Fingers may wrinkle when wet to help people grip wet objects. When a person’s hands and feet are soaked in water, wrinkles eventually develop on the tips of fingers and toes.
While a person is in water for a long time, the dead keratin cells absorb water. This absorption causes the surface area of the skin to swell, but the outer layer is tightly attached to the living tissue. So, to compensate for the increased surface area, our skin wrinkles.
Your skin is covered with special oils which lubricates and protect your skin. When you take a quick shower, the water temporarily washes away the oils. Once the oil is gone, the water begins to absorb its way into the outer layer of your skin.
The outer layer of skin on your hands and feet called epidermis is different than the skin on the rest of your body. That’s why your toes and fingertips wrinkle quite easily, than arms or a wrinkly tummy.
Most biologists claims that the tough outer layer of skin made up of dead keratin cells is responsible. Keratin is a protein found in hair, nails, and the outermost layer of our skin.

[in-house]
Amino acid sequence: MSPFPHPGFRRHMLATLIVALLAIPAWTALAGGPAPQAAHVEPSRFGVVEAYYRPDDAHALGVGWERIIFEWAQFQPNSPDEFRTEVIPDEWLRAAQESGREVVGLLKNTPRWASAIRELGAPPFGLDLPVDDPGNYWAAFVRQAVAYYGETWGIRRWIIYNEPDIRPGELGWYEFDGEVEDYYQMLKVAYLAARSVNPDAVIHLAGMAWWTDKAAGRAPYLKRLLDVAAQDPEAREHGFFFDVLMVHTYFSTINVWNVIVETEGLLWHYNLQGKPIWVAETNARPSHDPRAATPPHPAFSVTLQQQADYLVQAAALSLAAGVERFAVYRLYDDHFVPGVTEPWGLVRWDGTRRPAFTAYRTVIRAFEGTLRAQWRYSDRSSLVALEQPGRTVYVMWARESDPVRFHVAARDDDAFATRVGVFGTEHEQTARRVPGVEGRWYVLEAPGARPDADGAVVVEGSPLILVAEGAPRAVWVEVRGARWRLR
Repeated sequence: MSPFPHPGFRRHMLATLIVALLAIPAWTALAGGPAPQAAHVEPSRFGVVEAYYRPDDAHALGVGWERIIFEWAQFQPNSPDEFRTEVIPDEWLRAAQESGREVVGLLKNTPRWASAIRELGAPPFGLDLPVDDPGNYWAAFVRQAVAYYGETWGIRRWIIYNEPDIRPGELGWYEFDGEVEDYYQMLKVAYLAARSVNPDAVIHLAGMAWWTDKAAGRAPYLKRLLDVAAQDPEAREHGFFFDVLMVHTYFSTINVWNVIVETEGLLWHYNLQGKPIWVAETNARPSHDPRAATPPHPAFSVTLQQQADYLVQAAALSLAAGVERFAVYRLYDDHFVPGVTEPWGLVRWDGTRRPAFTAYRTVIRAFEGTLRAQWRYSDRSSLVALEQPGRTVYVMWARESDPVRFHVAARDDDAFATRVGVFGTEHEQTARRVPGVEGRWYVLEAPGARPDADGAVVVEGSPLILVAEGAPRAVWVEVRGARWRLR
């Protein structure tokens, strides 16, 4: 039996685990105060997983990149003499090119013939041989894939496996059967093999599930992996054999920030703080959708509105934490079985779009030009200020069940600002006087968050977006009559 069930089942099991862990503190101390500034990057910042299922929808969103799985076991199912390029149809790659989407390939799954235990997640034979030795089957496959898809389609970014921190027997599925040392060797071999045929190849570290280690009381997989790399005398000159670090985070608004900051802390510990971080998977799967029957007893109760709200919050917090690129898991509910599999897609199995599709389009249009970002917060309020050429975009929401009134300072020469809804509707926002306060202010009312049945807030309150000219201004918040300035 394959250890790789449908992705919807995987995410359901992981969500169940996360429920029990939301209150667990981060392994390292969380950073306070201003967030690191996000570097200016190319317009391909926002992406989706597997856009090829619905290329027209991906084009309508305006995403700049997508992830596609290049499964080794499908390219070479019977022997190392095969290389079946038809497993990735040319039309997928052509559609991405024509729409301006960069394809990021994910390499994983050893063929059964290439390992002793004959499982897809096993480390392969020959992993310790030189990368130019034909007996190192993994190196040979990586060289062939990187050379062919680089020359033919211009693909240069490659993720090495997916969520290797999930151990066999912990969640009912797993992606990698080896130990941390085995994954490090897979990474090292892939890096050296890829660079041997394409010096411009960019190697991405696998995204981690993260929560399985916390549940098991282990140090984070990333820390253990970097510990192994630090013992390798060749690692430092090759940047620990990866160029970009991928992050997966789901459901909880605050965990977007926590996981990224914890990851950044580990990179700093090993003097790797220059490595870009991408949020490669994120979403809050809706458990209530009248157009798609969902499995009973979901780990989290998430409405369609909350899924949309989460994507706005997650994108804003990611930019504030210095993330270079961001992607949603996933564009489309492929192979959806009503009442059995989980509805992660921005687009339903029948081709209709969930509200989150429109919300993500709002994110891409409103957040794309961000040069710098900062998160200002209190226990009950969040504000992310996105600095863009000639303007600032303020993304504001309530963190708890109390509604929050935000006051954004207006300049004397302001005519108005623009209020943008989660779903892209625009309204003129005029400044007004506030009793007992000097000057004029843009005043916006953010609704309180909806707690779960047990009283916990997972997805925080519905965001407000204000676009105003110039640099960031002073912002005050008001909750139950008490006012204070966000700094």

The thicker layer of skin on your hands and feet contains more dead skin cells than other parts of your body. These dead skin cells soak up water like an efficient sponge, while thinner skin on the rest of your body is less affected.
When you have wrinkly bath fingers, your fingertips are actually waterlogged, which means they are completely saturated with water.
As the epidermis begins to swell, it pulls on live skin layers beneath. Unlike the dead surface layer, deeper layers are firmly attached to fibers in your skin and do not swell.
The hands and feet have the thickest layer of dead keratin cells. Our hands and feet are subjected to a lot of wear and tear.
When hands are immersed in water it seems that the nerve fibers are triggered to “shrink”, which then pulls the skin structures downwards to produce wrinkling.